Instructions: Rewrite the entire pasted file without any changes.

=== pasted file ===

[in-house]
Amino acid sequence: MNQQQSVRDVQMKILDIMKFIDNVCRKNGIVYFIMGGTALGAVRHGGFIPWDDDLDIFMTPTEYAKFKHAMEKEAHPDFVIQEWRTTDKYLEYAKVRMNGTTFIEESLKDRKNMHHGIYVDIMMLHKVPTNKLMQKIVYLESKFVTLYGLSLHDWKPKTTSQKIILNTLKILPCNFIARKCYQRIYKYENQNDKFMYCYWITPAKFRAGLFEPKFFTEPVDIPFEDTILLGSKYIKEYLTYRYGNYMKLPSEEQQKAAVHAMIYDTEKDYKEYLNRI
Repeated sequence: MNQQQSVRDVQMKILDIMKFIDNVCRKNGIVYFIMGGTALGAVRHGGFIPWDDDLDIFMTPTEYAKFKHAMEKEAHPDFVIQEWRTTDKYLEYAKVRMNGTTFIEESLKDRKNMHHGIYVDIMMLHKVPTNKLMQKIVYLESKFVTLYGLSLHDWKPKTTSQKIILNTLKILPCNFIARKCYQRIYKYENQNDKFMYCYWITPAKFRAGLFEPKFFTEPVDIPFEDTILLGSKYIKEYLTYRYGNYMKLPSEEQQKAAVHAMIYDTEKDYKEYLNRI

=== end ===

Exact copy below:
[in-house]
Amino acid sequence: MNQQQSVRDVQMKILDIMKFIDNVCRKNGIVYFIMGGTALGAVRHGGFIPWDDDLDIFMTPTEYAKFKHAMEKEAHPDFVIQEWRTTDKYLEYAKVRMNGTTFIEESLKDRKNMHHGIYVDIMMLHKVPTNKLMQKIVYLESKFVTLYGLSLHDWKPKTTSQKIILNTLKILPCNFIARKCYQRIYKYENQNDKFMYCYWITPAKFRAGLFEPKFFTEPVDIPFEDTILLGSKYIKEYLTYRYGNYMKLPSEEQQKAAVHAMIYDTEKDYKEYLNRI
Repeated sequence: MNQQQSVRDVQMKILDIMKFIDNVCRKNGIVYFIMGGTALGAVRHGGFIPWDDDLDIFMTPTEYAKFKHAMEKEAHPDFVIQEWRTTDKYLEYAKVRMNGTTFIEESLKDRKNMHHGIYVDIMMLHKVPTNKLMQKIVYLESKFVTLYGLSLHDWKPKTTSQKIILNTLKILPCNFIARKCYQRIYKYENQNDKFMYCYWITPAKFRAGLFEPKFFTEPVDIPFEDTILLGSKYIKEYLTYRYGNYMKLPSEEQQKAAVHAMIYDTEKDYKEYLNRI